The growing prevalence of Type 2 Diabetes is becoming a global issue. According to Dr Nam Han Cho, president of the International Diabetes Federation, “in global terms, 425 million people have been diagnosed with diabetes and 352 million are in the early-stage, which means that 777 million people are suffering from the disease, costing health systems globally more than USD 1.3 trillion.”

South Korea has not managed to escape this epidemic. In fact, Korea has a relatively high percentage of diabetes sufferers with approximately five million Koreans affected; including those in the pre-stage of diabetes, more than ten million are affected. A genetically low insulin secretion capacity among Asians means that more than 60 percent of diabetes patients originate from Asia.

Korean society also plays home to many of the risk factors for diabetes, namely changing city environments and unhealthy diets. “The Korean diet is nowadays a risk factor in particular as it includes high levels of fat and protein, thus requiring a lot of insulin. Diabetes is sometimes called World War III, as it kills more than five million people annually,” posits Dr Cho. He continues, “we are fighting a war not against another country, but against the disease.”


Adapting to the Market

Exacerbating this situation are the negative perceptions around forms of treatment for diabetes perpetuated in Korean society, such as a general fear of injectable medicines. As Novo Nordisk General Manager Rana Afzar notes, “the use of injectables and insulin are still considered a last resort option. As a result, the insulin market in Korea is very small. The incidence of insulin dependency is 7.3 percent, but the actual number of those taking insulin medication is much lower”.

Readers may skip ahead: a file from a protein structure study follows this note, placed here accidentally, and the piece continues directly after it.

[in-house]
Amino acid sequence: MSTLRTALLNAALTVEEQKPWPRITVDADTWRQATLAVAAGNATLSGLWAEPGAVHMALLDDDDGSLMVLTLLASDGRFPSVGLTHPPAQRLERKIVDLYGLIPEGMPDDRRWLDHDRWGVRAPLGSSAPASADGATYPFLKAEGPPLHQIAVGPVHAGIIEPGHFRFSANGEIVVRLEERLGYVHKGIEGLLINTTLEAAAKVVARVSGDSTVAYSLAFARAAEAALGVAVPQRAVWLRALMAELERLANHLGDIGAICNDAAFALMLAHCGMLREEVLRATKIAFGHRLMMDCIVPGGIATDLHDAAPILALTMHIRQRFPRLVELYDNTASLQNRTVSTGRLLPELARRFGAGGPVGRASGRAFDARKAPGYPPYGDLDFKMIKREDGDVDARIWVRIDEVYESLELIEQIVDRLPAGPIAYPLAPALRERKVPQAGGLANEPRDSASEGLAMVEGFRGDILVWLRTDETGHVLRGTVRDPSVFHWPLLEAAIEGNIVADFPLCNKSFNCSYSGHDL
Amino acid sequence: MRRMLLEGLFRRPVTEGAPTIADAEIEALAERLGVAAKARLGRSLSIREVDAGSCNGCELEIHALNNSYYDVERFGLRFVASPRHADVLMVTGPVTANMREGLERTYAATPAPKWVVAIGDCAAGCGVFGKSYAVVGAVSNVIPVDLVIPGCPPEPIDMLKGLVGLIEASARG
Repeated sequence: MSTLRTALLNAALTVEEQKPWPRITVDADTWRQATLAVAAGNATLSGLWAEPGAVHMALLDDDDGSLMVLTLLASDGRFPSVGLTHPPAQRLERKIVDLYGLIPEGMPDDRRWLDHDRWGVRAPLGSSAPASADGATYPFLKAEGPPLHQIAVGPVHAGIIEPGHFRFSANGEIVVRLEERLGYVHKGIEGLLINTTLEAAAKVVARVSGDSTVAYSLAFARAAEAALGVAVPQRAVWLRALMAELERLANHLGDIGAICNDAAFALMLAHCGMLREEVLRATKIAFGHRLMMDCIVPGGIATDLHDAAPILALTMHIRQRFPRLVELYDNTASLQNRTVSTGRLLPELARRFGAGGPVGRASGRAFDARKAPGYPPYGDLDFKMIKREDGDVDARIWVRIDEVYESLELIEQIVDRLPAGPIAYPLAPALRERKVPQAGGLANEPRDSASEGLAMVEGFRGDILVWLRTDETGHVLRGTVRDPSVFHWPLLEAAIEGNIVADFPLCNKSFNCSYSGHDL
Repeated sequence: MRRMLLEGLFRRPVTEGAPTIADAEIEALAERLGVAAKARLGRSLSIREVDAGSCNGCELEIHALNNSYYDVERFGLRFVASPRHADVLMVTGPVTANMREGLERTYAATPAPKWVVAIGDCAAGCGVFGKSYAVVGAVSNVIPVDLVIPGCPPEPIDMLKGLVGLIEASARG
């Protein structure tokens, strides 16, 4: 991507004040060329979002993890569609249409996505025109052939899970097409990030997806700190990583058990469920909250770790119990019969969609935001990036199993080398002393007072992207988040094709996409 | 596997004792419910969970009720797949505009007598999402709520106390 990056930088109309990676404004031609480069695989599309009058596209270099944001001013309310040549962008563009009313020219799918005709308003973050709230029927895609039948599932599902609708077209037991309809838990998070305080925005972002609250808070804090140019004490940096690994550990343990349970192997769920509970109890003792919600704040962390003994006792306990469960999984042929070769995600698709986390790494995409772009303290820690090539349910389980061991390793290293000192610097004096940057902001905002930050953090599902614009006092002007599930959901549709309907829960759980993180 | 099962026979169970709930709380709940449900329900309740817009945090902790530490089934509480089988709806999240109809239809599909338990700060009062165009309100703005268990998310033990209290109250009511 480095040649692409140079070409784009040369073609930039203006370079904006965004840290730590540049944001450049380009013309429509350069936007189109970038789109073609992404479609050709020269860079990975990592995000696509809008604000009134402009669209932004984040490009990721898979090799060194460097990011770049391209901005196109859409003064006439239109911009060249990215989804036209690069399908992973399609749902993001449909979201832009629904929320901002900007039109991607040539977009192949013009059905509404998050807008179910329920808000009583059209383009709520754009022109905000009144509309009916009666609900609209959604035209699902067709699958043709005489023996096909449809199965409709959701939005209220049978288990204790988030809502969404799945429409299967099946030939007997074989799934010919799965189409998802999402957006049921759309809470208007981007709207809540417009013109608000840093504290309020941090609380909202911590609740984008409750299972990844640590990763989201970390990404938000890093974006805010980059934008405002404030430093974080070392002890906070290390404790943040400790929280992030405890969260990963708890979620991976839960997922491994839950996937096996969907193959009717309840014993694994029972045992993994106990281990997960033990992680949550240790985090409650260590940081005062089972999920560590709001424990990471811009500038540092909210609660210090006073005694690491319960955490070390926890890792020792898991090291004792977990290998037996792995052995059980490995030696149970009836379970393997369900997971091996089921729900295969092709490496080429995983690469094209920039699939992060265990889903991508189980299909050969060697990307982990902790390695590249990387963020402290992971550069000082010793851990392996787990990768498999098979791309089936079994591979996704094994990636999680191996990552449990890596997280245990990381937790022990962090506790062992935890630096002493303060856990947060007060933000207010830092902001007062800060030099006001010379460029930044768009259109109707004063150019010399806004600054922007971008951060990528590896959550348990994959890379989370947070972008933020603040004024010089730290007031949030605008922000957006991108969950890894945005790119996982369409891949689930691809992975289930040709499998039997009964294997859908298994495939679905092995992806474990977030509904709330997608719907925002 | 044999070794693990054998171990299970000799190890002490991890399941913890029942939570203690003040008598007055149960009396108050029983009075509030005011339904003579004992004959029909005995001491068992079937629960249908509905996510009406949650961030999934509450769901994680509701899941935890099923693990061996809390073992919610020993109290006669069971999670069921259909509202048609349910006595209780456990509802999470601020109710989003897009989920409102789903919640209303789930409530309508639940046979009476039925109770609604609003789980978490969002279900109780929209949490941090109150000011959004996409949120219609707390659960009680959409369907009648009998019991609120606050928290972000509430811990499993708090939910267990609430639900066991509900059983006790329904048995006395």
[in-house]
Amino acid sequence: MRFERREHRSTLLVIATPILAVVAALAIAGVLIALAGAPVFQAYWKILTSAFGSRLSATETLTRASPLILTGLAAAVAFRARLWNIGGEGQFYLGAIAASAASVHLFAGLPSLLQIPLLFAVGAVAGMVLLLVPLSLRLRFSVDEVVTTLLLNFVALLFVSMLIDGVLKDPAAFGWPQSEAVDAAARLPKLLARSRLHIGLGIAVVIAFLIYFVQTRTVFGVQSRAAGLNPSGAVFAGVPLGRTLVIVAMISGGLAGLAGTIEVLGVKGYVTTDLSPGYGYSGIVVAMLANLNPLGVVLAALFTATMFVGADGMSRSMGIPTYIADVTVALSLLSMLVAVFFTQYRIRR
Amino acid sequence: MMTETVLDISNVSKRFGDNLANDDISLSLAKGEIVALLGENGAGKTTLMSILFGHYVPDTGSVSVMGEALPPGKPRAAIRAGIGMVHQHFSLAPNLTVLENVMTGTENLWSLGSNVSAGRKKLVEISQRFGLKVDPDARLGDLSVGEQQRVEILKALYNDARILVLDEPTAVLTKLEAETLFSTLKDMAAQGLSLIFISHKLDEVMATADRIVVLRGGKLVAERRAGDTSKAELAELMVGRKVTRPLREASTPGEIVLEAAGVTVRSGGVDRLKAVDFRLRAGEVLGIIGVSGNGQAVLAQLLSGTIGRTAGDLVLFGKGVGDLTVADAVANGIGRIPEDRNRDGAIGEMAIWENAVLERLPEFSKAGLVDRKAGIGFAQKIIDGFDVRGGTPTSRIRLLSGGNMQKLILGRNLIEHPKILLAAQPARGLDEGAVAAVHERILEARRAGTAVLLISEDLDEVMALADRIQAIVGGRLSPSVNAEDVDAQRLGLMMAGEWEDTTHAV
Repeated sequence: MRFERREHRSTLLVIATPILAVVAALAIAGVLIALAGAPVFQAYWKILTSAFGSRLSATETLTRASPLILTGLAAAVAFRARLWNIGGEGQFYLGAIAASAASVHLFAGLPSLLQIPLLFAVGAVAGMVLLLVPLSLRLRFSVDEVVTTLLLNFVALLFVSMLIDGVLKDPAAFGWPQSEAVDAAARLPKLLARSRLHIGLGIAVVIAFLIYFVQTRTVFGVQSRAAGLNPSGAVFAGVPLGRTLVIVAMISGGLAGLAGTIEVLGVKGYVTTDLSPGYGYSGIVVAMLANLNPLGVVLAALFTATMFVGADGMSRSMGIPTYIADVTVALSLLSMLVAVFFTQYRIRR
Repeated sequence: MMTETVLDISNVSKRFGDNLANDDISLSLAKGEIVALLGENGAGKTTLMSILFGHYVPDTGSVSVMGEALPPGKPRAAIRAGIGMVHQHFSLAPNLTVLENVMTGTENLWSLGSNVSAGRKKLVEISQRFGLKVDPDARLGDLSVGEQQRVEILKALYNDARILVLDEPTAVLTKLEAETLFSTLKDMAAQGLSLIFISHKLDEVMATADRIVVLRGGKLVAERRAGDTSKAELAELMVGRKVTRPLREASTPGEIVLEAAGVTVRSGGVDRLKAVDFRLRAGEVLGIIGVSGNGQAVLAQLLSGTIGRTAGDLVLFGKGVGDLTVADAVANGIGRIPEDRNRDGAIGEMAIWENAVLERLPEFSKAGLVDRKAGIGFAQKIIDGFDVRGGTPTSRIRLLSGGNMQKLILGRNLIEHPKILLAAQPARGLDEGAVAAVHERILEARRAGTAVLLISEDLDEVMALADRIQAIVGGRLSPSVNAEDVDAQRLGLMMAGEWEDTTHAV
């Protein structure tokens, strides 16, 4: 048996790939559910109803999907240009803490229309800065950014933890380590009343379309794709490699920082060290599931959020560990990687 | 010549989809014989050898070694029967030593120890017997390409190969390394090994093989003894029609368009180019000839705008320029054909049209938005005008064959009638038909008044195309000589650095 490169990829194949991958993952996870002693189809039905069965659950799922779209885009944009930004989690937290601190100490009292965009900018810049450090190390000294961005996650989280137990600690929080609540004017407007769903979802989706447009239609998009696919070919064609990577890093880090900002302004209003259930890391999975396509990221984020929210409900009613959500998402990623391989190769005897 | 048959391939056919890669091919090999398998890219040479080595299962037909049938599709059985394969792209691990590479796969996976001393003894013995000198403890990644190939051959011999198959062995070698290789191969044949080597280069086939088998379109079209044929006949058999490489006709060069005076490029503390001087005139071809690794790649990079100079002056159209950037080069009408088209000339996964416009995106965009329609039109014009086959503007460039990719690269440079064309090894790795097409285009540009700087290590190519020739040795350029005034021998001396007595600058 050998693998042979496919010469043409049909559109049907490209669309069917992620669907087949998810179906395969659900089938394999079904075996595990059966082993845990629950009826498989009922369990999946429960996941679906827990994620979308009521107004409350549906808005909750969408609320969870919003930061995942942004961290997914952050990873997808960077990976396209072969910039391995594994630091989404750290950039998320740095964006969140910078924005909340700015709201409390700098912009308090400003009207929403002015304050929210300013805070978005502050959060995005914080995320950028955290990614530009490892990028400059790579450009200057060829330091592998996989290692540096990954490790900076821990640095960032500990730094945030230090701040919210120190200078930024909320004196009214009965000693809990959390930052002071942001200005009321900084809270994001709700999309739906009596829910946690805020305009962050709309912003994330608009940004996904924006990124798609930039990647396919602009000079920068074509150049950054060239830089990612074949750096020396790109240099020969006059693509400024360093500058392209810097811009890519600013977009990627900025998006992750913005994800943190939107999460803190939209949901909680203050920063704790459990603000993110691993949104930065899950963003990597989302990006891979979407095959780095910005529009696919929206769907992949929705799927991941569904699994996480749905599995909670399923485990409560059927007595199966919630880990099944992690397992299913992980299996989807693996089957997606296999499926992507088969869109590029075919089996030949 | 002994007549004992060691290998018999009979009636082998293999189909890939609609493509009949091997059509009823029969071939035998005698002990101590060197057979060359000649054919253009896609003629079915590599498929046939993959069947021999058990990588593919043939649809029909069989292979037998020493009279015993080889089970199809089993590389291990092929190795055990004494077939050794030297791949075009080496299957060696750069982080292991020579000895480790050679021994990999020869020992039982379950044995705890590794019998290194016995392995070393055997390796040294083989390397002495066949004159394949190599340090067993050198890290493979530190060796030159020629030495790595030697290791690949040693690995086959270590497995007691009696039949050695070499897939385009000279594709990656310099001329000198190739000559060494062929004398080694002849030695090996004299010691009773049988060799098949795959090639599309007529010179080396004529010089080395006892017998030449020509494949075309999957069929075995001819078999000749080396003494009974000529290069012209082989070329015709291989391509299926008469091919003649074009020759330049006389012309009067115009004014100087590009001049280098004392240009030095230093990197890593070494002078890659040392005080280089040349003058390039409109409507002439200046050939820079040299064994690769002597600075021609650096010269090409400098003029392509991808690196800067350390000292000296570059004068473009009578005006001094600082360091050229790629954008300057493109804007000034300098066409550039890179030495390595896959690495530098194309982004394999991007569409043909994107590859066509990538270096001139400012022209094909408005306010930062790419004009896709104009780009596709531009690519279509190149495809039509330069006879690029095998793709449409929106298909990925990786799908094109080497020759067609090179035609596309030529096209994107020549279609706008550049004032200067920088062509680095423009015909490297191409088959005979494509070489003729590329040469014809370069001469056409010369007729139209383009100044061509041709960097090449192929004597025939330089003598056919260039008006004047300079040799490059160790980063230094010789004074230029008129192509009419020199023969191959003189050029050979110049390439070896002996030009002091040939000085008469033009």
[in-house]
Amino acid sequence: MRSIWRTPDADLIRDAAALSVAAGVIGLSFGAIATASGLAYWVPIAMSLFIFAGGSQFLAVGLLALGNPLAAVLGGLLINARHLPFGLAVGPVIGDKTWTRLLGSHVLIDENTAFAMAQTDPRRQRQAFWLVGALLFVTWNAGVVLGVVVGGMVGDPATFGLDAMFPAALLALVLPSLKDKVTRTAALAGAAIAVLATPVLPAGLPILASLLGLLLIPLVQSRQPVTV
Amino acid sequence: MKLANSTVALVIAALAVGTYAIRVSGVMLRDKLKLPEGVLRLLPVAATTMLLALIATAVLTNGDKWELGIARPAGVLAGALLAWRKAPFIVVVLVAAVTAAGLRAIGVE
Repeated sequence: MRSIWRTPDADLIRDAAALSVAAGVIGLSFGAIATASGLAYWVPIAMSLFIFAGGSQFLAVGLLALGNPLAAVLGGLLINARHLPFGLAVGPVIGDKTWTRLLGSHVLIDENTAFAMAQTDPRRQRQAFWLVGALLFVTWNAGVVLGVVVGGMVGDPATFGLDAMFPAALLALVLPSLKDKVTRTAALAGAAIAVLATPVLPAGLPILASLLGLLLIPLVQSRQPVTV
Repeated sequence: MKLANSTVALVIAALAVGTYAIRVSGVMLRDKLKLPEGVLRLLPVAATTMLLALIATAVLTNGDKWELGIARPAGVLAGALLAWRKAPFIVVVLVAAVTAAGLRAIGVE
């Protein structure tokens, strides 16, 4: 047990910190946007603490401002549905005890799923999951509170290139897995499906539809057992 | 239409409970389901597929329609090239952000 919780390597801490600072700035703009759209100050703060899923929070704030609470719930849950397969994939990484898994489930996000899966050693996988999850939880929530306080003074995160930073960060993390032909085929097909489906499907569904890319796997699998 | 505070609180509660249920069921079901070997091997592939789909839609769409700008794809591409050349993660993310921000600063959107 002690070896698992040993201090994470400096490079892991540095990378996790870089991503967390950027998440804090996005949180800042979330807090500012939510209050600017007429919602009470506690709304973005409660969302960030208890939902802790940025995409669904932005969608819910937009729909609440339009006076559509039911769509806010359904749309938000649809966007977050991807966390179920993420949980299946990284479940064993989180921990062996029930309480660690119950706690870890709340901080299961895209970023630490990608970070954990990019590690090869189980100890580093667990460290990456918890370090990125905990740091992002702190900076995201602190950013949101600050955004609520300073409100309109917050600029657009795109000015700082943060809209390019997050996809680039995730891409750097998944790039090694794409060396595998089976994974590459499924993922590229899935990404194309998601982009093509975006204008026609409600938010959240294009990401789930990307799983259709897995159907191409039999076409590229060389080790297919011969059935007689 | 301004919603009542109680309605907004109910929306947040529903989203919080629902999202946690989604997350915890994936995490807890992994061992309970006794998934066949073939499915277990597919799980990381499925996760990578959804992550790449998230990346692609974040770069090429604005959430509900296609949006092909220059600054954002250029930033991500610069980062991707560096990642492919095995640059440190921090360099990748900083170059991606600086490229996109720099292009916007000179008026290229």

Notwithstanding this, those involved in the fight against diabetes in Korea are utilizing technology to circumvent these issues and maximise value to patients. One such example is Novo Nordisk who are launching new medicines requiring fewer injections – “To counter this trend against injectables, we have launched more convenient medications such as Treshiba® which requires only one injection daily and at any time. We also offer a system in our latest devices called flex touch, whereby the patient injects the insulin painlessly by clicking the device, rather than using a traditional needle,” remarks Afzar.


AI in Diabetes Care

One of the key technological trends impacting healthcare as a whole – artificial intelligence (AI) – has been particularly keenly felt in the diabetes field, driving the development of new treatments and ways in which the disease can be managed. “Diabetes has profited in many ways from AI, including through glucose checking devices that have brought many benefits,” notes Dr Cho. “Thanks to AI, today we are able to detect diabetes earlier and more accurately than ever before,” he adds. Prevention and early detection are crucial in diabetes treatment: once a patient has diabetes, it can lead to blindness in 27 percent of the cases within ten years

A local Korean company excelling in bringing these new solutions to the market has been i-SENS, “I determined that i-SENS could produce a product that was more advanced than the competition available, creating the most advanced 0.5μL and five second glucose sensor on the Korean market using only our own patents,” reflects Hakhyun Nam, the company’s co-founder & chief technology officer (CTO).

Further innovation is taking the next step, beyond glucose sensors. For example, fingerpicks have been rendered obsolete and doctors can now automatically receive information through data transfer, making condition management and early detection even easier for diabetes patients.